I visited my friend Dan in the hospital as he is gravely ill. Spiritually, Dan has some belief in God, but, as in the past, his discussion quickly headed toward his telepathic (https://www.merriam-webster.com/dictionary/telepathy) abilities. He compares his perceived abilities to Jesus’, causing him to doubt if Jesus really did anything for him. I then found myself trying to steer Dan toward some biblical understanding. As Dan was already agitated by some other things, I could see the conversation wasn’t helpful. We left it alone.
I write about Dan because, in a way, he reminds me of myself. In seeking to grow as a pastor, I read philosophy-type books which ask “what is truth,” and I engage in on-line discussions, often with non-believers, about morality, and other things with diverse, strong opinions. There, people challenge my beliefs, requiring me to defend with reasons. Those “heady” discussions can be helpful for me if they are balanced with, even “lopsided” towards, times of just loving God, and dwelling in Him. Like in a marriage, some testing of a couple’s love, like arguments, may refine the relationship, but too much is tiring. This devotional titled “The Possibility of Knowing Christ,” by Stan Mast, illustrates my point:
“Some might be skeptical about knowing Christ better because of their faith in the scientific method, which says that you can only know what you can test. Since you can’t test an unseen Christ, you can’t really know him.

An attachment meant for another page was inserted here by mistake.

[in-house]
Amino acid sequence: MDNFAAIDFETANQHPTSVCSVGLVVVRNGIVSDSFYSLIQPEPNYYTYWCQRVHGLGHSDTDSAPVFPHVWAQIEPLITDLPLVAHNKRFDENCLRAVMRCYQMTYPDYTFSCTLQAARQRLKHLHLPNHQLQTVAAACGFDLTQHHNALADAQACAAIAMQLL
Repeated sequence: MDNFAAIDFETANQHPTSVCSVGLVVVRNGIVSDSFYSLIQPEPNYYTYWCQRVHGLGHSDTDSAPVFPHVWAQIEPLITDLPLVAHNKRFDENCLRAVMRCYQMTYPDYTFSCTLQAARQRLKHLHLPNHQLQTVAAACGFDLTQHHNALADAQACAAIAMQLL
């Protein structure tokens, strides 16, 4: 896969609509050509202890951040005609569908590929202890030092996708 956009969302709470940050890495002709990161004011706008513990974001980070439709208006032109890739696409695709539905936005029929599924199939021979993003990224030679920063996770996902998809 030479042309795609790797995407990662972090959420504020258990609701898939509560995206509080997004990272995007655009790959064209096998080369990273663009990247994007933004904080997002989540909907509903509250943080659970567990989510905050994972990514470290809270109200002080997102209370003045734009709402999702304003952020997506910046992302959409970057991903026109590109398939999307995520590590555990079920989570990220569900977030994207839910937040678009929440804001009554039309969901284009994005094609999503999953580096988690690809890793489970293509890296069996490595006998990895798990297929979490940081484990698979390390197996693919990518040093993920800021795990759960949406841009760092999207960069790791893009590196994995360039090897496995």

Is that true? A college freshman meets an attractive girl and wants to know her better. So he tests her scientifically. He talks her into getting a complete physical and taking a battery of psychological tests. He observes her, develops hypotheses, and tests them out to see if they really explain her. He wants to know for sure, so he exercises appropriate scientific skepticism. And she finally tells him to take a hike back to his lab, tired of his testing.
The fact is that you can’t really know a person by testing, only by trusting. If you are always doubting and questioning, you will never know a person. You cannot know a person as a person until you trust her enough to let her into your heart and life. The same is true of Jesus.”
I had a follow-up visit with Dan. We talked briefly about our earlier conversation, and I encouraged him to think about two things: 1) As eternal life is important to Dan, I encouraged him to reflect on Jesus’ words in John 14:6—”I am the way, and the truth, and the life. No one comes to the Father except through me,” hoping in this late stage that Dan will accept Jesus rather than compare to Jesus. And then, 2) rather than allow too many things (old enemies, medical staff, spiritual Q’s) to irritate him, I encouraged Dan to reflect on God’s words: “Be still and know that I am God” (Psalm 46:10). Give yourself a break; just dwell in Him and His goodness.
Beyond that exchange, we talked about the old neighborhood and mutual friends as we munched on gummy bears, before praying together.